This is the first article in a ten-part retrospective of the Harry Potter soundtracks.
With the release of Harry Potter 7.2: Potter Harder or whatever they’re calling it, we’ve reached the end of the saga of the Boy Who Lived. The internet is home to hundreds of reviews — from the fangirl SQUEE to the more reasoned likes of Roger Ebert — and, while I certainly feel satisfied after seeing the film, I don’t think you really need my review to help you decide whether to see it or not.
But a couple of weeks ago, I was watching a special about creating the world of Harry Potter, one that focused on music and sound effects. It reminded me that, for completeness’s sake, I needed to purchase the 7.2 soundtrack.
So I did, and I listened to it, and I liked it.
Music is an integral part of a film, and something I’ve been specifically listening out for ever since my dad took me to see Star Trek V. I was waiting in line, straining my ears, trying to hear the ending credits music, because I was that interested in what it was going to sound like. And, for what is universally considered the low point of the Star Trek film franchise, Jerry Goldsmith’s score was pretty great — so good, in fact, that he reused some of its cues in Star Trek: Insurrection (also a movie that was panned a fair bit, coincidentally).
When you have a movie franchise as huge as Harry Potter — and, believe me, the producers knew they had a gold mine on their hands, both creatively and monetarily — you have to have the best of everything. From Richard Harris, Maggie Smith, and Alan Rickman as the professors at Hogwarts to directors like Chris Columbus and Alfonso Cuaron, Warner Brothers seemed to spare no expense to bring the magical world of Harry Potter to life.
The filmed version certainly made a convert out of me — I’d resisted reading the books, but one Thursday night my then-girlfriend and I decided “hey, let’s go see this Harry Potter thing everyone says is so good” and that, as they say, was that. I’m sure that story is repeated among many thousands of people; I can’t be the only one.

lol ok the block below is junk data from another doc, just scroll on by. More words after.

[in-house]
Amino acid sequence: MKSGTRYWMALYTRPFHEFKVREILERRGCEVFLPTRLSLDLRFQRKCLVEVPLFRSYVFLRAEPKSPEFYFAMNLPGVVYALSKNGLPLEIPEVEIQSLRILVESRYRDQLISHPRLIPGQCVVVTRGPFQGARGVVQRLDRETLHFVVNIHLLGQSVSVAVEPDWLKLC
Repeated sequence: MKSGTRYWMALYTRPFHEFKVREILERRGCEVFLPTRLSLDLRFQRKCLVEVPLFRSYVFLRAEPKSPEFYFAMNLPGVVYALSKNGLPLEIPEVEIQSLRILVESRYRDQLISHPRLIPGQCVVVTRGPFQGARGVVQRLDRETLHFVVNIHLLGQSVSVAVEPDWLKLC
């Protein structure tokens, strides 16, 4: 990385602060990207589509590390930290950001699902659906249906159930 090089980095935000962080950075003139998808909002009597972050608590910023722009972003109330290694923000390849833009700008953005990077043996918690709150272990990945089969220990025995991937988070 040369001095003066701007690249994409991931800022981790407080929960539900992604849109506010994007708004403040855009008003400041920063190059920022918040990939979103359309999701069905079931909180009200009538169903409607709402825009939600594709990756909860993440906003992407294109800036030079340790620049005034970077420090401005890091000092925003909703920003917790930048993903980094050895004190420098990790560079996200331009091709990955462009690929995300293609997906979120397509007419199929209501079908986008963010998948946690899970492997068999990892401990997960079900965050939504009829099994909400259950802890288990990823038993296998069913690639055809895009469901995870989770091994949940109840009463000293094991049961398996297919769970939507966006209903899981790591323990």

And one major part of the film was the music, composed by John Williams. The iconic composer, who’d previously scored Star Wars and Superman — walk up to anyone on the street and I guarantee they can hum the music from at least one of those — helped bring the film to life by defining the musical cue that, for all intents and purposes, is Harry Potter’s theme song.
“Hedwig’s Theme” contains the eight-note trill, the rising-and-falling violins, the “wizards doing wizard stuff” theme of Diagon Alley, and just about every other element of music found in the first film. Moreover, every composer (albeit reluctantly in one case — I’ll get to that later) has found a way to incorporate “Hedwig’s Theme” into his orchestrations.
While listening to the Deathly Hallows Part 2 soundtrack, I thought that it might be time to take a look back at the adventure of Harry Potter’s cinematic journey by listening to the soundtracks independent of the films. I pitched the idea to Escape Pod’s editors and they agreed, and here we are.
Note that I said “independent of the films”. I’m not going to go back and watch the movies with the soundtracks playing in my ears, or try to modify the audio coming out of my TV so that I only hear the music. Instead, I’m going to listen to the soundtracks and review them as their own elements of the film.
As some have said (I can’t find any quotes with a quick googling, but if you can, feel free to drop one in the comments), music can be its own character in the film. It’s not just atmosphere, not just accents; it’s almost like the chorus in old plays — it can tell you how you should interpret a scene, how it should make you feel (at least, according to the director), and even what the characters are thinking in a way that images alone cannot. So, from the sweeping nature of “Hedwig’s Theme” to Nicholas Hooper’s distinctive-yet-disappointing cues in Order of the Phoenix, from “Harry Potter’s Love” (meeting Cho in the Owlery) to the truly-beautiful music of Hermione obliviating her existence from the minds of her parents, we’re going to take a listen to the music of Harry Potter.
So join Messrs. Williams, Doyle, Hooper, and Desplat — and, of course, yours truly — over the next several days. And if you’d like to pick up the soundtracks, here’s some links:
Let the magic begin.
Important Note: I am not a musician. Not really. I just appreciate music, and I have a limited understanding of the technique that goes into composing an entire soundtrack. I’m just writing from the point of a fan and average listener. You should expect that I’m going to mess up terminology and maybe occasionally completely miss the point of something one of the composers did. Just remember… not a musician.
I tried to embed video, but something about the CMS keeps stripping it out. So I just linked to the videos for now. If I manage to figure out the embedding, I’ll come back and fix it.